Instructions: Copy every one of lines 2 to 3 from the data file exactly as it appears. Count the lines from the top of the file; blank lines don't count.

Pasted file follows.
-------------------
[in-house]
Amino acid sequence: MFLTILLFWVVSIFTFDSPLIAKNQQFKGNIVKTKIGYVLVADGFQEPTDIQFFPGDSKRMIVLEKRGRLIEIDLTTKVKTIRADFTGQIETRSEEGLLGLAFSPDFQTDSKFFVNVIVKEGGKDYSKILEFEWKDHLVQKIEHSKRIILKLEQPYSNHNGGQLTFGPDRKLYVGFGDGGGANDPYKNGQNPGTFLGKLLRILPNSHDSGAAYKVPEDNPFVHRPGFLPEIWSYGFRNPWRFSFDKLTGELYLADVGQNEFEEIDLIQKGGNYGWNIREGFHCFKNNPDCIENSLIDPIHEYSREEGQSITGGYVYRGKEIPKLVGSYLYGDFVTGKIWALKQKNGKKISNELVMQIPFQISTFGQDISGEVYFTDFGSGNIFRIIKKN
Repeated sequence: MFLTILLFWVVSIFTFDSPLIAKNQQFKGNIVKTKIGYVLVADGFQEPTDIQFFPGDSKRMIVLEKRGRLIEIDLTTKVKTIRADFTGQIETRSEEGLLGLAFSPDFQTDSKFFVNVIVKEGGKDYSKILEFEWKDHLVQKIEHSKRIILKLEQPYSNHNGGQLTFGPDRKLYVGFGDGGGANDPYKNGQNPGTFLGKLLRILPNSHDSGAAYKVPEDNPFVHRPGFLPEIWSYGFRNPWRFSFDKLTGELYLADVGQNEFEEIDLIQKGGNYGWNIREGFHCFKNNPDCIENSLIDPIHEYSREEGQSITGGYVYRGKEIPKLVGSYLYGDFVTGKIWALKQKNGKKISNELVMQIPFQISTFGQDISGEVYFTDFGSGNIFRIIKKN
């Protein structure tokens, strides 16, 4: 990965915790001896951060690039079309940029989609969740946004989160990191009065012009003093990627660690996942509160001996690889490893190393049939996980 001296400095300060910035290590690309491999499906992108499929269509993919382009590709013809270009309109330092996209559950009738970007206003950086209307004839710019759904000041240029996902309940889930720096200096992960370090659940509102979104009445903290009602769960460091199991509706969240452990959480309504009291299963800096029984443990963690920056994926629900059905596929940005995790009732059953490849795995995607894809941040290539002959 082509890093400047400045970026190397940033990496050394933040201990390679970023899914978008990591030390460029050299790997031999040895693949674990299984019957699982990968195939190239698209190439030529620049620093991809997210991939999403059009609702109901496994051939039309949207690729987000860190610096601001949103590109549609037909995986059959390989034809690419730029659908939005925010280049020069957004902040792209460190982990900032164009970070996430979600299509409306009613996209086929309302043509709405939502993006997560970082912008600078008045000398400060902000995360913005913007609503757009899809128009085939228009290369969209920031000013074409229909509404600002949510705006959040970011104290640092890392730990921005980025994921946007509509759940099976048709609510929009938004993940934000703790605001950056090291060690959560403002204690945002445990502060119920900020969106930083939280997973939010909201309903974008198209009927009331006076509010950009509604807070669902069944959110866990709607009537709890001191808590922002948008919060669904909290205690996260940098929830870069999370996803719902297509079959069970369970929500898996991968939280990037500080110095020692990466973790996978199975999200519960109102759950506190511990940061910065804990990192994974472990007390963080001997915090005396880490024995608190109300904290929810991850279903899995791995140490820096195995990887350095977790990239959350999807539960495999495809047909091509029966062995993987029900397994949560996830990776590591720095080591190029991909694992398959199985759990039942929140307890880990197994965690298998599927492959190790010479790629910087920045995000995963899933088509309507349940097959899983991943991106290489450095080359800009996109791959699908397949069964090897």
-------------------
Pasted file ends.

Amino acid sequence: MFLTILLFWVVSIFTFDSPLIAKNQQFKGNIVKTKIGYVLVADGFQEPTDIQFFPGDSKRMIVLEKRGRLIEIDLTTKVKTIRADFTGQIETRSEEGLLGLAFSPDFQTDSKFFVNVIVKEGGKDYSKILEFEWKDHLVQKIEHSKRIILKLEQPYSNHNGGQLTFGPDRKLYVGFGDGGGANDPYKNGQNPGTFLGKLLRILPNSHDSGAAYKVPEDNPFVHRPGFLPEIWSYGFRNPWRFSFDKLTGELYLADVGQNEFEEIDLIQKGGNYGWNIREGFHCFKNNPDCIENSLIDPIHEYSREEGQSITGGYVYRGKEIPKLVGSYLYGDFVTGKIWALKQKNGKKISNELVMQIPFQISTFGQDISGEVYFTDFGSGNIFRIIKKN
Repeated sequence: MFLTILLFWVVSIFTFDSPLIAKNQQFKGNIVKTKIGYVLVADGFQEPTDIQFFPGDSKRMIVLEKRGRLIEIDLTTKVKTIRADFTGQIETRSEEGLLGLAFSPDFQTDSKFFVNVIVKEGGKDYSKILEFEWKDHLVQKIEHSKRIILKLEQPYSNHNGGQLTFGPDRKLYVGFGDGGGANDPYKNGQNPGTFLGKLLRILPNSHDSGAAYKVPEDNPFVHRPGFLPEIWSYGFRNPWRFSFDKLTGELYLADVGQNEFEEIDLIQKGGNYGWNIREGFHCFKNNPDCIENSLIDPIHEYSREEGQSITGGYVYRGKEIPKLVGSYLYGDFVTGKIWALKQKNGKKISNELVMQIPFQISTFGQDISGEVYFTDFGSGNIFRIIKKN